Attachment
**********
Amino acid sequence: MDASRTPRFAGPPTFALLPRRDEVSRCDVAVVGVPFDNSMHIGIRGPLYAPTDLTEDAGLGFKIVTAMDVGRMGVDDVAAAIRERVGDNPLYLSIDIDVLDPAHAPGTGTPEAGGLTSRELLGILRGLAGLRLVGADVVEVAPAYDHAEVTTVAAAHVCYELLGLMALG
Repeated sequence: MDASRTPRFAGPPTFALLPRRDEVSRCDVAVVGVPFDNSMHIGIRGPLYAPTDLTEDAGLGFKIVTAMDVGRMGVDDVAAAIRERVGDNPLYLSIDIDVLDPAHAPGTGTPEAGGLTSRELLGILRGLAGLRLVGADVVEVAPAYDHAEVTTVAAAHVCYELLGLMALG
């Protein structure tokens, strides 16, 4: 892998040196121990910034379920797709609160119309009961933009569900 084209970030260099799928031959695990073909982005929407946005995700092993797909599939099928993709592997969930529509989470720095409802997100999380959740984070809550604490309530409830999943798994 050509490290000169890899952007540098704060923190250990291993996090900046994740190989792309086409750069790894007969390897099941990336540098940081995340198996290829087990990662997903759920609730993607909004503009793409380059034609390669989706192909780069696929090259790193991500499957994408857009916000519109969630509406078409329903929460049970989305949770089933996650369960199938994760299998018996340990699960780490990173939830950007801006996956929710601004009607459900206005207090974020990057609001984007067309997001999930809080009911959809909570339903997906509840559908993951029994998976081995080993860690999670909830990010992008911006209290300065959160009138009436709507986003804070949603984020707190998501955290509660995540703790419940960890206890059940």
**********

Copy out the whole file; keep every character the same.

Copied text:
Amino acid sequence: MDASRTPRFAGPPTFALLPRRDEVSRCDVAVVGVPFDNSMHIGIRGPLYAPTDLTEDAGLGFKIVTAMDVGRMGVDDVAAAIRERVGDNPLYLSIDIDVLDPAHAPGTGTPEAGGLTSRELLGILRGLAGLRLVGADVVEVAPAYDHAEVTTVAAAHVCYELLGLMALG
Repeated sequence: MDASRTPRFAGPPTFALLPRRDEVSRCDVAVVGVPFDNSMHIGIRGPLYAPTDLTEDAGLGFKIVTAMDVGRMGVDDVAAAIRERVGDNPLYLSIDIDVLDPAHAPGTGTPEAGGLTSRELLGILRGLAGLRLVGADVVEVAPAYDHAEVTTVAAAHVCYELLGLMALG
């Protein structure tokens, strides 16, 4: 892998040196121990910034379920797709609160119309009961933009569900 084209970030260099799928031959695990073909982005929407946005995700092993797909599939099928993709592997969930529509989470720095409802997100999380959740984070809550604490309530409830999943798994 050509490290000169890899952007540098704060923190250990291993996090900046994740190989792309086409750069790894007969390897099941990336540098940081995340198996290829087990990662997903759920609730993607909004503009793409380059034609390669989706192909780069696929090259790193991500499957994408857009916000519109969630509406078409329903929460049970989305949770089933996650369960199938994760299998018996340990699960780490990173939830950007801006996956929710601004009607459900206005207090974020990057609001984007067309997001999930809080009911959809909570339903997906509840559908993951029994998976081995080993860690999670909830990010992008911006209290300065959160009138009436709507986003804070949603984020707190998501955290509660995540703790419940960890206890059940």